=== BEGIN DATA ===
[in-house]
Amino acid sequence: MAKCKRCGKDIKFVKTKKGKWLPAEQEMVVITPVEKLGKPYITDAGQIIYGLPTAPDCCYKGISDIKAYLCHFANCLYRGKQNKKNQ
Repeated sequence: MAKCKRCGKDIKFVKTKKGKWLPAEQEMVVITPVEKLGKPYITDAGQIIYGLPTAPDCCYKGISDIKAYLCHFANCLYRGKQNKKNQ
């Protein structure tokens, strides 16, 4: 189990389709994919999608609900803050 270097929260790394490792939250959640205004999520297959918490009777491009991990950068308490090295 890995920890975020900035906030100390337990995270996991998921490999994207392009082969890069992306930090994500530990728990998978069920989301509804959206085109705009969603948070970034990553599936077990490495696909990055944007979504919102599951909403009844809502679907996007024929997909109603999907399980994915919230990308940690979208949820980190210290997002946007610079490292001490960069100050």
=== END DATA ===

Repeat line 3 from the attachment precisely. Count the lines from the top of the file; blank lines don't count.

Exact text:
Repeated sequence: MAKCKRCGKDIKFVKTKKGKWLPAEQEMVVITPVEKLGKPYITDAGQIIYGLPTAPDCCYKGISDIKAYLCHFANCLYRGKQNKKNQ